‘We don’t need no education...’
I’d like to think that Roger Waters would think twice about his gloomy 1979 proclamation today.
But while we are full of admiration for the teachers, librarians, teacher-librarians, principals, department heads, subject coordinators, admin staff, teacher organisations and curriculum bodies for all the excellent and tireless work they do, there is something deliciously anti-authoritarian about Pink Floyd’s iconic anthem.
And because school’s out, here are our book recommendations for children and young adults to dive into this school holidays, featuring the kind of protagonist Text loves best: questioning, brave, smart and adventurous, reaching out to the rebel in all of us.
The Minnow, Diana Sweeney
A 2015 CBCA shortlistee and winner of the 2013 Text Prize. Pregnant teenager Tom has dropped out of school after her world is torn apart to make sense of everything that has happened. An intensely moving story with an unforgettable protagonist and a whimsical feel that belies the heartbreaking truth of tragedy, grief and loss.
‘Quietly powerful and compelling. A tender, lyrical book about love, loss and starting over.’ Meg Rosoff
The Bridge, Jane Higgins
Our fierce and thought-provoking 2011 Text Prize winner explores the dangerous complexities of warfare in a futuristic setting. When their high school gets blown up, Nik and his friends cross into enemy territory. Its gripping sequel, Havoc, was published in March this year to rave reviews.
‘A brilliant novel with echoes of John Wyndham’s The Chrysalids, its young protagonists show heart in a world of despair.’ West Australian
The True Story of Spit MacPhee, James Aldridge
An Australian classic for the young adult who loves camping and the great outdoors. Barefoot country boy Spit MacPhee, who rarely goes to school, is taken in by a family, but he is determined to stay true to his independent Huckleberry Finn spirit. James Aldridge describes Spit wonderfully: ‘An Australian boy who asked absolutely nothing of anyone because he expected others to ask nothing of him.’
Friday Brown, Vikki Wakefield
In this 2013 CBCA Honour Book, runaway Friday Brown meets a gang of kids who live in an abandoned house. A stunning portrayal of outsiders, small-town Australia and facing your past, Friday Brown is contemporary YA fiction at its best.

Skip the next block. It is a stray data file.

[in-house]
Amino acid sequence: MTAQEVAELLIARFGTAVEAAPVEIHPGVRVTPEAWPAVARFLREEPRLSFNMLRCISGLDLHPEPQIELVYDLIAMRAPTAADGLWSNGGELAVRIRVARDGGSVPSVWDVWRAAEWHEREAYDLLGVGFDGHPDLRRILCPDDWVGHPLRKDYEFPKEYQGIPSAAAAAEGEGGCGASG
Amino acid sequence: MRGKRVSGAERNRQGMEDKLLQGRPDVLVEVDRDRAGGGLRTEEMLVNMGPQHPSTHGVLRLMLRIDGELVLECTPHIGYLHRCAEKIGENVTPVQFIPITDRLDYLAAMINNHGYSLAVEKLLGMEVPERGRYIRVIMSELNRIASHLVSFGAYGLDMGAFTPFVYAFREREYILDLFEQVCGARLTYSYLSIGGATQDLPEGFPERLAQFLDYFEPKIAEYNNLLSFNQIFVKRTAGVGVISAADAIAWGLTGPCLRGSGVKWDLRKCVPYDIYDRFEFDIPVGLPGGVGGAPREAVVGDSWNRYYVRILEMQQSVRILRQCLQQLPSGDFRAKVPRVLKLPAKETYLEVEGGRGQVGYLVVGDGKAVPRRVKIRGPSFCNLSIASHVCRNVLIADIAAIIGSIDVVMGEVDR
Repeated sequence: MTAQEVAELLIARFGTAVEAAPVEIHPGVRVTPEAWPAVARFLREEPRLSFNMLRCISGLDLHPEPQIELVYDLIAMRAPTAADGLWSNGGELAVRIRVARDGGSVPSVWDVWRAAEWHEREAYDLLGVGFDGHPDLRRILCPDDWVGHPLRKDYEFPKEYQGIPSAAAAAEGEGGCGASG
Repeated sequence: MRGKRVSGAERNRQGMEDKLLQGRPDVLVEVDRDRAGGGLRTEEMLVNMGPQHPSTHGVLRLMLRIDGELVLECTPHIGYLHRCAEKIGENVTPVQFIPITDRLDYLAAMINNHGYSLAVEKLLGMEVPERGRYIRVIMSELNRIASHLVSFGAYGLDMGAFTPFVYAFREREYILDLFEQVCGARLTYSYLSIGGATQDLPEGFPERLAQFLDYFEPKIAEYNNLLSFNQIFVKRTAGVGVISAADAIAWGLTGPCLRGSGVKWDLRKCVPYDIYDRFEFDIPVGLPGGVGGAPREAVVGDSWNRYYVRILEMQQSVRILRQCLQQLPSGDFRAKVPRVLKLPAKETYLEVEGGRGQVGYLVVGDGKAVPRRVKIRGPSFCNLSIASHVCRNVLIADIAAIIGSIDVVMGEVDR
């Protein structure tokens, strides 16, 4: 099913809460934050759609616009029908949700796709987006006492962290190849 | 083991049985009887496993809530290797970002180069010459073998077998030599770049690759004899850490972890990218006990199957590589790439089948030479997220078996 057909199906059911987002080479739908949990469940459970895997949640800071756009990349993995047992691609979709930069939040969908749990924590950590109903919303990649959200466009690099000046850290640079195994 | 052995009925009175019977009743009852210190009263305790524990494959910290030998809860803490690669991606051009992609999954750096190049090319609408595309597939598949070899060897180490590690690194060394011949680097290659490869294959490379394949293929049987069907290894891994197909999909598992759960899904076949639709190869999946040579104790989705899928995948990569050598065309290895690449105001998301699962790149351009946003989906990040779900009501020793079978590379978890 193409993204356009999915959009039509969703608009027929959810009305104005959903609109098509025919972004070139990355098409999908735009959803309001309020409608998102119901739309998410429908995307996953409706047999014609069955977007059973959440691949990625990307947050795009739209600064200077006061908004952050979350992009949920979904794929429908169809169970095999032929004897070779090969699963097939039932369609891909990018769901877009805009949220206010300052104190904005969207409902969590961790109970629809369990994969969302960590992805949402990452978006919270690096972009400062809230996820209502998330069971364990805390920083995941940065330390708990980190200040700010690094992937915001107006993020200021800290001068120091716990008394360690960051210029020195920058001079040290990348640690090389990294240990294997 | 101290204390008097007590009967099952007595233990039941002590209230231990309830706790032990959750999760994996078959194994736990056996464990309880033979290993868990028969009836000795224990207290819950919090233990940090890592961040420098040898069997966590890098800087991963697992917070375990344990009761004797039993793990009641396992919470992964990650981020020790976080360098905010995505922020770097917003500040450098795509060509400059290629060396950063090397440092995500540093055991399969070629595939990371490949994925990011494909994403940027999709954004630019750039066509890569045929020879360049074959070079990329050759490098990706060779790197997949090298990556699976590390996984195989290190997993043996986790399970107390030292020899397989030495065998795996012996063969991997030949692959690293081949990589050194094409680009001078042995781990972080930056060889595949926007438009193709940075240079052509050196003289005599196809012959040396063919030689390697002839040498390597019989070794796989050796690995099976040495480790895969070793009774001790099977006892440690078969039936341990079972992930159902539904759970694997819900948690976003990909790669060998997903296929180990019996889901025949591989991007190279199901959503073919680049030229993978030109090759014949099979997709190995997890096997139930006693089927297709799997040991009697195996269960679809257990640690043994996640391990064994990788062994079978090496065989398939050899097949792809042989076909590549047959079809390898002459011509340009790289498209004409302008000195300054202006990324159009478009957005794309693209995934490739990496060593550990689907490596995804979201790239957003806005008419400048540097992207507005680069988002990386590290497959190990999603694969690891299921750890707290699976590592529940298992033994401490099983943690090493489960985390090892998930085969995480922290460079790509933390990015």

‘There are no words to describe this novel adequately. There is only humbled, awestruck, heartbroken silence.’ Mostly Reading YA
The House that Was Eureka, Nadia Wheatley
Sixteen-year-old Evie has left school and can’t find a job in the suburb her mum and step-dad have moved to: Newtown, in inner-city Sydney. The past and present collide when she meets Noel and discovers the history of their connected terrace houses.
‘Wheatley’s book has urgency and a fierce strength...The characters from both eras are “alive and flying”, freedom fighters who are aware that they are making history.’ Maurice Saxby, The Proof of the Puddin’
Puberty Blues, Gabrielle Carey and Kathy Lette
This iconic coming-of-age novel follows teenagers Deb and Sue as they navigate the sunkissed, freewheeling experience of adolescence.
‘I don’t recall reading Puberty Blues so much as devouring it. I was about thirteen, alone in my bedroom with the door firmly shut. I was fascinated.’ Kylie Minogue
Fire in the Sea, Myke Bartlett
Fire in the Sea, another great Text Prize winner, is a fast-paced thrilling adventure with a feisty heroine who is not afraid to fight for what she knows is right. Sadie is sixteen and bored with life in Perth. It’s summer, and lazing on the beach in the stifling heat with her cousins and Tom is a drag. Then something comes out of the sea.
‘A thrilling adventure with a Katniss Everdeen-style heroine...this is one showdown you won’t forget in a hurry!’ Dolly Magazine
Browse more great kids’ reading here.